Campus News

UGA professor named Leadership in Energy and Environmental Design Fellow

An associate professor in the College of Environment and Design

Athens, Ga. – Alfie Vick, an associate professor in the University of Georgia College of Environment and Design, was named a Leadership in Energy and Environmental Design Fellow at the Greenbuild International Conference and Expo in Philadelphia earlier this month. This designation is only bestowed up on top instructors and practitioners.

Vick was among 51 international green building professionals selected to the 2013 class of LEED Fellows. The LEED Fellow Program is a professional designation from the green building industry that recognizes exceptional contributions to green building and significant professional achievement within the rapidly growing community of LEED Professionals. The LEED Fellows program is based upon peer nomination and a portfolio review process.

“We are thrilled to present these highly accomplished individuals with the LEED Fellow designation,” said Rick Fedrizzi, President, CEO and founding chair of the U.S. Green Building Council. “The Fellows are some of the leading innovators and vanguards of the green building movement, and their bodies of work strongly underscore their commitment to LEED and a sustainable built environment.”

Vick also has been instrumental in the development of sustainability curriculum within the environment and design college. He developed a course titled “Issues and Practices in Sustainable Design,” which teaches essential knowledge about sustainability, green building, and the LEED rating system to students each spring. So far, more than 250 of his students have passed the LEED Accredited Professional and/or Green Associate Exam (recognized credentials in green building) before graduating. In 2013, he received the Sustainable UGA Outstanding Faculty Award from the UGA Office of Sustainability.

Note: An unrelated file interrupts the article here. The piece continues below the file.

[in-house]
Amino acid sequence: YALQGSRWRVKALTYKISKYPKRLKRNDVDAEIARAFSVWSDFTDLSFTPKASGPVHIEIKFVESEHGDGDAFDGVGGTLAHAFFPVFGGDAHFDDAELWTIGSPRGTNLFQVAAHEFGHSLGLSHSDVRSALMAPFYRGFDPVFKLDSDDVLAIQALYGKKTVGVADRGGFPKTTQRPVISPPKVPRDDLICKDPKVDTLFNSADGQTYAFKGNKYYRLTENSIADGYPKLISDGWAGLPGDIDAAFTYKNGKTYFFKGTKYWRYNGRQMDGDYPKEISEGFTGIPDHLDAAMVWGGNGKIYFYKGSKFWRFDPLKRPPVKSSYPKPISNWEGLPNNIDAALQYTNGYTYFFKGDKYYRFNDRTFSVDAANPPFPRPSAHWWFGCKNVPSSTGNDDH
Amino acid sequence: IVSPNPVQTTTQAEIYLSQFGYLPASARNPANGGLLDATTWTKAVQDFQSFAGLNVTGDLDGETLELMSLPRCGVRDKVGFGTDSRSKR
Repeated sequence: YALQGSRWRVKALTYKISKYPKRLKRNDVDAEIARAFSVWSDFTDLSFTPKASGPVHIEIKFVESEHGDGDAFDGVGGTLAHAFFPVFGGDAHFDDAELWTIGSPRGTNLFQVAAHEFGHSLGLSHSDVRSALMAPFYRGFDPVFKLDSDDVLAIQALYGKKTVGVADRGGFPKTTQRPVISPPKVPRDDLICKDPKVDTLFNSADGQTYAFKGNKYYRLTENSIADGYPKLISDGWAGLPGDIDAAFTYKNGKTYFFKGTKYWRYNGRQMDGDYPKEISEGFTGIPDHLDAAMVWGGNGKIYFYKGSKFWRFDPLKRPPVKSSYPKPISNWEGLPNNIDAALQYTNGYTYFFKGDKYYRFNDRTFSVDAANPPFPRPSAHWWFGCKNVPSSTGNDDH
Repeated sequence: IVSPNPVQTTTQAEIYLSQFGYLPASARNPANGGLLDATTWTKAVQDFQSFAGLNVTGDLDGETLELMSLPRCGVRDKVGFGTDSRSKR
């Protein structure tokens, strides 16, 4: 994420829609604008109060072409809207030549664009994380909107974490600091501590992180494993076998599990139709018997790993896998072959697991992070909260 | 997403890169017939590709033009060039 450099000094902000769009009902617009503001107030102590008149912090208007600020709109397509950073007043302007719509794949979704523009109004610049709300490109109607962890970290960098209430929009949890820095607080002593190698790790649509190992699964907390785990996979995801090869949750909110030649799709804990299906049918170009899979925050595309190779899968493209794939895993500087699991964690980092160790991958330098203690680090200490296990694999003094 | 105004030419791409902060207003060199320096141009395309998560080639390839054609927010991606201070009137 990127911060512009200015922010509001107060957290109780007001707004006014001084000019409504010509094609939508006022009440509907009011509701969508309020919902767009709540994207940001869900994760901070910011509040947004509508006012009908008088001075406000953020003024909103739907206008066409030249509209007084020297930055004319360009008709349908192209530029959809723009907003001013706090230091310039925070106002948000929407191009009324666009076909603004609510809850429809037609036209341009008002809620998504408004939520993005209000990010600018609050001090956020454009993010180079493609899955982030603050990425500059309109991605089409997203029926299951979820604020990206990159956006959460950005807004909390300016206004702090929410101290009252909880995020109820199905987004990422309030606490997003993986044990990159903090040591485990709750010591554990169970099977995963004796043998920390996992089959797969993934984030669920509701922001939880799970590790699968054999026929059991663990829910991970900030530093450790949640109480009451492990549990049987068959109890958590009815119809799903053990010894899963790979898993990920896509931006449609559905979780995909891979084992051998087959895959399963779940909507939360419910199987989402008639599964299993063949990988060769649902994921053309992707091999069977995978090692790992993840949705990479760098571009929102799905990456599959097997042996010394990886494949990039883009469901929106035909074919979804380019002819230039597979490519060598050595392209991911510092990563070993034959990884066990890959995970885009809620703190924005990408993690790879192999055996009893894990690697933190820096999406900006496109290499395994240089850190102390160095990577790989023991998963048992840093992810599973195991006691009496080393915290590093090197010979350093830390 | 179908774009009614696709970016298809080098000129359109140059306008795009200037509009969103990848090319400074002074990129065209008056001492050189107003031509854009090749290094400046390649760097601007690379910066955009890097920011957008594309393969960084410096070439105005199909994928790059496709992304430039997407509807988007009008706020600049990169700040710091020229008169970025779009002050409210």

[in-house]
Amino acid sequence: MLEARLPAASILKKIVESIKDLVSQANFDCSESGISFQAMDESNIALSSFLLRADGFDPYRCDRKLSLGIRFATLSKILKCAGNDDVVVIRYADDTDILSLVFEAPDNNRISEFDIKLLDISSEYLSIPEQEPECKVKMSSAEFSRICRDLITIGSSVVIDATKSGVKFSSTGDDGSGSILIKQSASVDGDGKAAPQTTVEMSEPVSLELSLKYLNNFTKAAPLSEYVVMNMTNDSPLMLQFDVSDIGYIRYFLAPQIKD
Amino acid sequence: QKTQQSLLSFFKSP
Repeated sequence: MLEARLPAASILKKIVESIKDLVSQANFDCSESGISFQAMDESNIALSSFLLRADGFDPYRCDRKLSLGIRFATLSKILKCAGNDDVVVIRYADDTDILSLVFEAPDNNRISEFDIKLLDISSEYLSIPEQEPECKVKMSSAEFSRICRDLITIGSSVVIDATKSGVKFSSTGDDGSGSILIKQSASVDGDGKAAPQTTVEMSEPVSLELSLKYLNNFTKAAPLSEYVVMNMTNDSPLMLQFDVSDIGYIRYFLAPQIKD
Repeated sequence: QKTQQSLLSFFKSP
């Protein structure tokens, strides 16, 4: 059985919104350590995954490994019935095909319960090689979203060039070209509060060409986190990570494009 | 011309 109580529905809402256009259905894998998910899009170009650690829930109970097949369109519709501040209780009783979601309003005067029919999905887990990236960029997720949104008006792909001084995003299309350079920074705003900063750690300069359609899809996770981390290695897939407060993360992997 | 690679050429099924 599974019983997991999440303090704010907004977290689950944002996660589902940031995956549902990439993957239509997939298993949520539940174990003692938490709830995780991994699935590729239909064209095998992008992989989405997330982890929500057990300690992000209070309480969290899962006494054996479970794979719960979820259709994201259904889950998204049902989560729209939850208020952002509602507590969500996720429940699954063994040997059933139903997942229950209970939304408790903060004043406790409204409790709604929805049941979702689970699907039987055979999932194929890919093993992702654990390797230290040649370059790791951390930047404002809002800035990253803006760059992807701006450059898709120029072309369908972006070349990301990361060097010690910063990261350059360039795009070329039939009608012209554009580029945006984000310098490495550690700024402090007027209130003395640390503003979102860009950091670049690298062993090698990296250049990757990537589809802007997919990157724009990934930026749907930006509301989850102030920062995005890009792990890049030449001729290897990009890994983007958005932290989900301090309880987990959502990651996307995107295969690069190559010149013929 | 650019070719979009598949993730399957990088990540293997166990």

Vick’s goal as a professor is to cultivate students’ curiosity to ask why or how, and to provide the tools and confidence needed to explore solutions. He believes that his students will be most effective a solving complex landscape problems if they have a clear understanding of the environmental, social and economic systems that influence and interact with specific sites. Vick incorporates service-learning into his courses at CED.

“When I do have the opportunity to take students out of the classroom and actually engage them in real places and activities their eyes light up and their questions are more insightful,” said Vick. “I am convinced that field experiences and service-learning opportunities are critical components of higher education.”

For more information on the LEED Fellow program, see

The College of Environment and Design
The College of Environment and Design is home to one of the oldest and largest schools of landscape architecture in the U.S. and offers degrees in landscape architecture, historic preservation and environmental planning and design, as well as a certificate in environmental ethics. For more information on the College, see